WASHINGTON – B2B (business-to-business) research firm Clutch released a new report showing that 70 percent of people surveyed expect grocery retailers to practice corporate social responsibility and 62 percent of people wanted restaurants to do the same.
Clutch surveyed 420 people from around the US who have made a purchase either in-store or online within the last six months.
“With food, you’re putting those things in your body,” said Jen Bemisderfer, managing director of RH Strategic, a public relations agency in Seattle. “With clothing, you’re wearing it on your body or next to your body. It might seem that technology wouldn’t fit along these lines, but we treat smartphones today as an extension of ourselves.”
The Clutch report also asked people how food retailers should commit to corporate social responsibility. The top answer was giving back to feed local communities at 67 percent. Supporting local farmers came in second at 48 percent. Sponsoring local events and selling non-GMO foods were tied at 40 percent.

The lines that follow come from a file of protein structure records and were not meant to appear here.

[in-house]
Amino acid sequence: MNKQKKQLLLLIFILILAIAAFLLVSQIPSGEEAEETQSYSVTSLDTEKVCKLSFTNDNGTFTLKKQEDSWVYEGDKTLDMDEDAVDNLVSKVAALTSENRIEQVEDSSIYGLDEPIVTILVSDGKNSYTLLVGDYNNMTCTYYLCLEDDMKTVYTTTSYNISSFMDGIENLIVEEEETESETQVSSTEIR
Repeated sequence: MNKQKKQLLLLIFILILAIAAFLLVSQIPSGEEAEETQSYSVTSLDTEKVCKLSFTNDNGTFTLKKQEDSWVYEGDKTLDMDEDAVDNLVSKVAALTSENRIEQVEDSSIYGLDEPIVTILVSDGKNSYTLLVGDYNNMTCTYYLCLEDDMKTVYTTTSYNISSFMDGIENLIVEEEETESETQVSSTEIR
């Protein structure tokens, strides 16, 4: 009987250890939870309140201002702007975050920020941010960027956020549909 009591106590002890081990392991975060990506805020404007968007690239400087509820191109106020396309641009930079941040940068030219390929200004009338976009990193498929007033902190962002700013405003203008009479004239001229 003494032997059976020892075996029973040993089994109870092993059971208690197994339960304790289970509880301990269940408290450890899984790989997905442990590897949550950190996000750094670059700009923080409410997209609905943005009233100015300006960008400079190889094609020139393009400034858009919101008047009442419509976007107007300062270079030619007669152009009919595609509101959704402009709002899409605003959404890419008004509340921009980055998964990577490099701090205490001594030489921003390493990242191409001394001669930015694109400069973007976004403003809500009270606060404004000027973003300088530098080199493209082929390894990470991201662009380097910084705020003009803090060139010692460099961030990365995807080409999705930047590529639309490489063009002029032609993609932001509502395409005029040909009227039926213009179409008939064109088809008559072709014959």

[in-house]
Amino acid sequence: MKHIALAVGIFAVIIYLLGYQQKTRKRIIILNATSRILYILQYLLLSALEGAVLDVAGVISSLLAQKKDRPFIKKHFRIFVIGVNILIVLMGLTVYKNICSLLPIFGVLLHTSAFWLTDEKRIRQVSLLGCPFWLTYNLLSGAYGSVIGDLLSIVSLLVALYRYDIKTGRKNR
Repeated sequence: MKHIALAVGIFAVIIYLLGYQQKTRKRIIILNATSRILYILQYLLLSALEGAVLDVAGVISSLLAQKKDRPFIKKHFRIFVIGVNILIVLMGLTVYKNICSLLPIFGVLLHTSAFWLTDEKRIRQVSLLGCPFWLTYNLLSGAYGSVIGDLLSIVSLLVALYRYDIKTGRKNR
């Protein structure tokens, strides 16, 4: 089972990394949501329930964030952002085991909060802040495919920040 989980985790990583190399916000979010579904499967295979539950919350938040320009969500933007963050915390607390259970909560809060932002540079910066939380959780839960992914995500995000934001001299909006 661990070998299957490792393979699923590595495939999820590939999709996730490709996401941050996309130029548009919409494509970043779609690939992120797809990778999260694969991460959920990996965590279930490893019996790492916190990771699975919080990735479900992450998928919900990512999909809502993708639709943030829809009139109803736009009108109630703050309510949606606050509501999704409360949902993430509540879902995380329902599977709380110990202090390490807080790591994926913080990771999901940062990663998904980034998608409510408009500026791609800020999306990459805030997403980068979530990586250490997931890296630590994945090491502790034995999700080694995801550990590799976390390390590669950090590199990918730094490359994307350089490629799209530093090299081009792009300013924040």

Similarly, 71 percent of people who say restaurants should commit to corporate social responsibility think restaurants should feed the local community.
Supporting local farmers came in second at 60 percent and recycling/composting was third at 58 percent. The final three options included selling non-GMO foods (41 percent), phase out non-recyclable plastic (38 percent) and sponsor local artists (31 percent).